PI3Ks in infection and immunity
The adaptive immune system evolved to provide protection against pathogens. After infection, specialised cells called macrophages and dendritic cells (DCs) engulf the pathogen and present peptide fragments (antigens) in complex with major histocompatibility (MHC) molecules on the cell surface to alert the immune system to the presence of an invader. Because the macrophages and DCs cells “eat” the pathogen and present antigens on their surface, they are variably referred to as phagocytes (phago=eat) or antigen presenting cells (APCs).
T cells recognise these peptides via the T cell receptor (TcR). CD4+ T cells recognise peptides presented by MHC-II molecules, which are usually derived directly from the engulfed pathogen. CD8+ T cell recognise peptides presented by MHC-I molecules. These peptides are usually synthesised by the host cell, but can be encoded by viral RNA or DNA. As such, CD4+ and CD8+ T cells can recognise peptides that were synthesised by the pathogen before or after infection.
Upon recognition of a foreign peptide, CD4 T cells start to proliferate and also differentiate along different helper T cell lineages, exemplified, but not limited to, Th1, Th2 and Th17 cells. These in turn help select for B cells that produce high affinity antibodies against the pathogen in question and also influence the type of antibody (also known as Immunoglobulin, or Ig) secreted by the B cells (the main types being IgM, IgG, IgA and IgE).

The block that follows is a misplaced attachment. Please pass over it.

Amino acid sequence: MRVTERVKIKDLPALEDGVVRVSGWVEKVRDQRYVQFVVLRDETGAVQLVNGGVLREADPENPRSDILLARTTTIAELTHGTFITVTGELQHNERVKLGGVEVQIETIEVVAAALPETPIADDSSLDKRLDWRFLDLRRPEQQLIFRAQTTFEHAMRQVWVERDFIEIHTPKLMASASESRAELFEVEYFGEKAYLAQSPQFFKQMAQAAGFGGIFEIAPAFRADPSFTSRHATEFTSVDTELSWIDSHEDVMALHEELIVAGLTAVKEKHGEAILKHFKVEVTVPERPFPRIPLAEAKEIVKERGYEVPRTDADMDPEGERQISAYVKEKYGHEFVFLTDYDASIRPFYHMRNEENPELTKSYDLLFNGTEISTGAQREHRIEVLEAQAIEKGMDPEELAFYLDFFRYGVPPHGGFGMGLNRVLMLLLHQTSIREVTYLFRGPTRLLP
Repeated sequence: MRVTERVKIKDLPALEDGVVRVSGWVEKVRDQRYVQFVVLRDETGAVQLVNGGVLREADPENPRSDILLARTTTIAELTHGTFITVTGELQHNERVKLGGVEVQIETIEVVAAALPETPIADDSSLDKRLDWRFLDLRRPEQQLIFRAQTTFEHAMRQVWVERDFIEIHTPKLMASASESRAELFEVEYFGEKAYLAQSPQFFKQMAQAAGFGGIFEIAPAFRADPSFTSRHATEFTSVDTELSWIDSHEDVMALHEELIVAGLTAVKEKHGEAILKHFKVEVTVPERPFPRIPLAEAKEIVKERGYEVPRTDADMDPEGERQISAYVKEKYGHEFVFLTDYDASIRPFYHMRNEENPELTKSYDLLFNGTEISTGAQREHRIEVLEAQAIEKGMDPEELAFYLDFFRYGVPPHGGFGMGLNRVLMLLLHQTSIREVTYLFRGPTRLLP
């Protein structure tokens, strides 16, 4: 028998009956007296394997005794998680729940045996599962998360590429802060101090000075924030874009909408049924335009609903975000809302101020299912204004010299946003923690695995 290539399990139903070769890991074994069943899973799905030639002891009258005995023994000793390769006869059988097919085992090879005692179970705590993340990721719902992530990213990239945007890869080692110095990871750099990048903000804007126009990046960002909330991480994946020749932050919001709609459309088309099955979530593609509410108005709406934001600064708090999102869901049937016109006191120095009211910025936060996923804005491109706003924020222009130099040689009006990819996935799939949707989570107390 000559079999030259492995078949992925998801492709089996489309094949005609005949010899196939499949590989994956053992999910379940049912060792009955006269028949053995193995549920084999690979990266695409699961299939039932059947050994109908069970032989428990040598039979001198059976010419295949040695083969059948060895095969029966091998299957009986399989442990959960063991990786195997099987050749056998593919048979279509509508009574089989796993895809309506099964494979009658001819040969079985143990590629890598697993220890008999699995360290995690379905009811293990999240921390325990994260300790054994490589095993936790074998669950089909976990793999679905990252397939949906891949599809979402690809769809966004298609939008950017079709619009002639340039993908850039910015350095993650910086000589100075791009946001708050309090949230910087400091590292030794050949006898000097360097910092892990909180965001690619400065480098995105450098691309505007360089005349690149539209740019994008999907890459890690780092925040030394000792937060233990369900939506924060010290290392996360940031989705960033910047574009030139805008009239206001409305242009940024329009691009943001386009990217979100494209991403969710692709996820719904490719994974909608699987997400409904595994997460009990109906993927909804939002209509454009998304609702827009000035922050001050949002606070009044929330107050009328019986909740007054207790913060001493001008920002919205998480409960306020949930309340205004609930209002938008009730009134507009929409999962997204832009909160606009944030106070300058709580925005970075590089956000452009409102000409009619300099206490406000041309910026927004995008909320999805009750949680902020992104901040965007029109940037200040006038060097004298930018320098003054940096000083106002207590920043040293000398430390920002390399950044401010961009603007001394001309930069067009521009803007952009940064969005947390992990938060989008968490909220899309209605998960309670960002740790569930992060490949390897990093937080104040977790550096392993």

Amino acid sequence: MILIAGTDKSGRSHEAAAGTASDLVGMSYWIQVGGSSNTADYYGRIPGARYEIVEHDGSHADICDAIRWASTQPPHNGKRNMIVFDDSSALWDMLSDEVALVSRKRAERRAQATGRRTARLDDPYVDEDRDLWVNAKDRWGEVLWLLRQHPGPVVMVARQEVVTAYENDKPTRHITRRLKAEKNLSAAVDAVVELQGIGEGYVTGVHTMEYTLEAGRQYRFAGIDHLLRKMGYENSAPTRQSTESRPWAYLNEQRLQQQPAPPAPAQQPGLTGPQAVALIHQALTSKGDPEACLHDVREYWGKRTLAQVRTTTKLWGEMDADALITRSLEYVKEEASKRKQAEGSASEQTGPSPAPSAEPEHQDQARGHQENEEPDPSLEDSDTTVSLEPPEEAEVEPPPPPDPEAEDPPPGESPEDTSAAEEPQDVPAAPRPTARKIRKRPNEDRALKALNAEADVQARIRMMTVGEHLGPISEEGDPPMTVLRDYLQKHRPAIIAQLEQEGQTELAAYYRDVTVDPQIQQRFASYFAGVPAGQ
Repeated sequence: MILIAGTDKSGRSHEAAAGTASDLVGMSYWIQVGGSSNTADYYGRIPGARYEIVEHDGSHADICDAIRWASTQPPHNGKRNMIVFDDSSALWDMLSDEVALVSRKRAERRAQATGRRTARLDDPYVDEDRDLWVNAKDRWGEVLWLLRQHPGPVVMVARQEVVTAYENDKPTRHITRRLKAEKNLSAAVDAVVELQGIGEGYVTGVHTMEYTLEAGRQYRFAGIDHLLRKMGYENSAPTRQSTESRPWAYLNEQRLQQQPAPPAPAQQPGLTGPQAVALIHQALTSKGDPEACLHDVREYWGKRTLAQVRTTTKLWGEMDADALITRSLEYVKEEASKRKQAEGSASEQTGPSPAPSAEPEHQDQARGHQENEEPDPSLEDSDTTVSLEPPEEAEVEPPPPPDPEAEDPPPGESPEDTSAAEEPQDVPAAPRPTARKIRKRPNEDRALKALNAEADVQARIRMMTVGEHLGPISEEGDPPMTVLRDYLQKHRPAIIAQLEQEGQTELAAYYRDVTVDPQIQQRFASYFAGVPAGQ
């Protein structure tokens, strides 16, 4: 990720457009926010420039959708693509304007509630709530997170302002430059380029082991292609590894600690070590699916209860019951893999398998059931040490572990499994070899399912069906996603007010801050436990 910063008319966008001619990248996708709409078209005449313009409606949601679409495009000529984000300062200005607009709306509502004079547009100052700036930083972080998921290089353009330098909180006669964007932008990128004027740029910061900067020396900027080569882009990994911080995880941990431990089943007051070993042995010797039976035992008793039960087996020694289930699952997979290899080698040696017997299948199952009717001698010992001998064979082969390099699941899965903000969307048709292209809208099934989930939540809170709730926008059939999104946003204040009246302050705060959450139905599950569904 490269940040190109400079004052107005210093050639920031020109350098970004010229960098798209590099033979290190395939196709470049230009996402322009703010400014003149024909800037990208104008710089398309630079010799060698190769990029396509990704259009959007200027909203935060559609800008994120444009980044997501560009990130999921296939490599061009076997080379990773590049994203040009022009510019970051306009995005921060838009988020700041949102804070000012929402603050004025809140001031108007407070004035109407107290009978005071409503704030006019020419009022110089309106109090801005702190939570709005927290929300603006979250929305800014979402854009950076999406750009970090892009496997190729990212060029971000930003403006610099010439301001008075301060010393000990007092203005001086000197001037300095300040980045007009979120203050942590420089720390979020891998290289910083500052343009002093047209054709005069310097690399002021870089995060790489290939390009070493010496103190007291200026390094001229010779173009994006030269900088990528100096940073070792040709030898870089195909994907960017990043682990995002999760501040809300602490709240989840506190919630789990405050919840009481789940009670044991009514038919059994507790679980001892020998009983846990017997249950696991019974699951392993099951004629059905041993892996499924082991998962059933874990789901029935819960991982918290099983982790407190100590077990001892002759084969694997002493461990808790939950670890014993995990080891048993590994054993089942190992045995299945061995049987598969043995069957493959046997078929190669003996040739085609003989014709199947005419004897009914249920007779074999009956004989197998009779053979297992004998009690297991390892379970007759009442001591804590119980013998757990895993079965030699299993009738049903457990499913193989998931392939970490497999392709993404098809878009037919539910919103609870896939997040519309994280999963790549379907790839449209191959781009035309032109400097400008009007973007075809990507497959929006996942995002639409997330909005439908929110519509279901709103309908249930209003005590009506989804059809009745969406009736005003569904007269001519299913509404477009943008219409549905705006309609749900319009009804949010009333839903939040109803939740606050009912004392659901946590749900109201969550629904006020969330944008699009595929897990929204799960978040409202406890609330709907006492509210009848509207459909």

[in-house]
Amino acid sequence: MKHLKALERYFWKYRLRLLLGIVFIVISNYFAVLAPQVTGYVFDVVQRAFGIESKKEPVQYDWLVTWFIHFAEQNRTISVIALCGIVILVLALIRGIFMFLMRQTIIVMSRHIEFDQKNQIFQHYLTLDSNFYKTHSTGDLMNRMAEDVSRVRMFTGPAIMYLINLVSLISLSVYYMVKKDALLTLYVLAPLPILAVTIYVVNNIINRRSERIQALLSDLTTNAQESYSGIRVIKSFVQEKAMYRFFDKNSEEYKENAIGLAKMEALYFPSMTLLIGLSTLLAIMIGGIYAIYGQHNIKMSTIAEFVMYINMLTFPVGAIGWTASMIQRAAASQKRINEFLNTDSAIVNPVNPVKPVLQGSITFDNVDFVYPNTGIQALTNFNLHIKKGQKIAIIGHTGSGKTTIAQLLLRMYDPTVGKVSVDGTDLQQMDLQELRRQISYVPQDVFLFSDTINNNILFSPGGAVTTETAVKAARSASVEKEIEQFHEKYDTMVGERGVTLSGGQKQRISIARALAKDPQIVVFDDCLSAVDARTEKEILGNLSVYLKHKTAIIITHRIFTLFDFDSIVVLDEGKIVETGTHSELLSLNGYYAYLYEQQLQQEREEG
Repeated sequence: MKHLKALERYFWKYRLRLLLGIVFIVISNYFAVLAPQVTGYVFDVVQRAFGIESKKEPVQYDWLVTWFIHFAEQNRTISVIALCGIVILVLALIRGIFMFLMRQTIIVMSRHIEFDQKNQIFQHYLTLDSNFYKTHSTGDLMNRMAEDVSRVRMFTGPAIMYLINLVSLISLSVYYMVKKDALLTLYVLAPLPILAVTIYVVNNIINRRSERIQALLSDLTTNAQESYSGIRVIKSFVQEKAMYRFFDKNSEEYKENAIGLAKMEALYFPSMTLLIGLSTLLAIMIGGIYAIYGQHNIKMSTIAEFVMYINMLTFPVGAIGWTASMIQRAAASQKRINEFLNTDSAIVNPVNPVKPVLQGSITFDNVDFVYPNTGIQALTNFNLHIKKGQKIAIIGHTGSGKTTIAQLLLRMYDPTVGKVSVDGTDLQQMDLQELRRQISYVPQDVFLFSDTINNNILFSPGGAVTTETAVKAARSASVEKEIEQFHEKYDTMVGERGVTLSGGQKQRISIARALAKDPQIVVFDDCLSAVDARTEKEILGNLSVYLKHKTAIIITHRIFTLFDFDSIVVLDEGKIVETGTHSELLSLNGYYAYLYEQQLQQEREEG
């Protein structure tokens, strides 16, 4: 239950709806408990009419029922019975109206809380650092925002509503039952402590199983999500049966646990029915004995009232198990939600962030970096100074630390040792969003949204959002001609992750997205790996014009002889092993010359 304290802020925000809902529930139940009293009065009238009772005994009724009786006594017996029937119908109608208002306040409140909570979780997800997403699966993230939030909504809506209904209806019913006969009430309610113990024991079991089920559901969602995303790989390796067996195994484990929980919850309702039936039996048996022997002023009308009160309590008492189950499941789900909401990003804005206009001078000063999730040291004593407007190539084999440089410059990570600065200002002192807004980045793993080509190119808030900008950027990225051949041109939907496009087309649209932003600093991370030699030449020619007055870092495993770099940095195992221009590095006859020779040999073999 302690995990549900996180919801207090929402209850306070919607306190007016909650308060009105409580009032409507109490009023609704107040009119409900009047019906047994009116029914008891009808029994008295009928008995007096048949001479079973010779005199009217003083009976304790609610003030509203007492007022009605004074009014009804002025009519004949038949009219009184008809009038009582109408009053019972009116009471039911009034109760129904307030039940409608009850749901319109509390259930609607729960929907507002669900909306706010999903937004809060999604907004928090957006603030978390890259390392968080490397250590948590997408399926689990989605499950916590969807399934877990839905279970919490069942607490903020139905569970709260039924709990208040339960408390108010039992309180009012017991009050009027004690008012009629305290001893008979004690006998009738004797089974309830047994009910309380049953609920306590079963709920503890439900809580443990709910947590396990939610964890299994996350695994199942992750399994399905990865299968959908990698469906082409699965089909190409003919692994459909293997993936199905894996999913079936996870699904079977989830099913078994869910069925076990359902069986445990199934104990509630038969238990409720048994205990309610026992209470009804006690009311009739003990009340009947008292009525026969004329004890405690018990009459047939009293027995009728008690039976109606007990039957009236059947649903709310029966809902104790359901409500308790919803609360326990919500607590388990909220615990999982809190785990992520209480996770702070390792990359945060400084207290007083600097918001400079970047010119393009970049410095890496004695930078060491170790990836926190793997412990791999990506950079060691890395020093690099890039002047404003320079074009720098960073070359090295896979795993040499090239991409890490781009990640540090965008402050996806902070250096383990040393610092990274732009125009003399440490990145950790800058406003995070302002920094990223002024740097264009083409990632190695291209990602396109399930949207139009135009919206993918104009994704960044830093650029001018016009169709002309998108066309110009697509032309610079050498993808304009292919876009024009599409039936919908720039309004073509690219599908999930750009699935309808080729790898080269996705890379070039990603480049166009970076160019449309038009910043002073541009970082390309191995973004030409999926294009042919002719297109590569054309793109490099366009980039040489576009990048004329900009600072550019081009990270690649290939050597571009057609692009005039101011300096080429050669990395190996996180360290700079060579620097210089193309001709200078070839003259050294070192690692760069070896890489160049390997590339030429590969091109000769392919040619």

Regulatory T cells (Treg) keep the immune response in check and prevent hyper activation of the immune cells. CD8+ T cells respond to activation by antigen by differentiating into cytotoxic lymphocytes (CTL). CTL use various mechanisms to kill infected target cells (which express antigens encoded by the pathogen in context of MHC-I molecule on their surface). Our laboratory has contributed to our understanding of how PI3Ks contribute to the development, activation and differentiation of CD4+ Th cells, Treg, CD8+ T cells and B cells.
Sometimes T cells mistakenly recognise components of the different cells and organs in the body as infectious agents, leading to autoimmune diseases like rheumatoid arthritis, multiple sclerosis, juvenile diabetes, systemic lupus erythematosus and other illnesses. Much scientific research effort is therefore directed towards the goal of developing drugs that can suppress the immune system under circumstances where it is too active or where it turns against self rather than infectious agents.
Cells of the immune system can also accumulate mutations which lead them to proliferate and survive abnormally, leading to leukaemia and lymphoma. Some diseases of the immune system are more prevalent in older people, who are also less well protected against pathogens and who respond less well to vaccines. There are now several clinical trials in progress to test whether small molecule inhibitors against PI3Ks, and p110δ in particular, can be used to treat patients with leukaemia, autoimmune or inflammatory diseases.
A more detailed summary of what is known about PI3K in Immunity and Infection is available here:
Okkenhaug K. (2013)
Signaling by the phosphoinositide 3-kinase family in immune cells.
Annu Rev Immunol. Mar 21;31:675-704.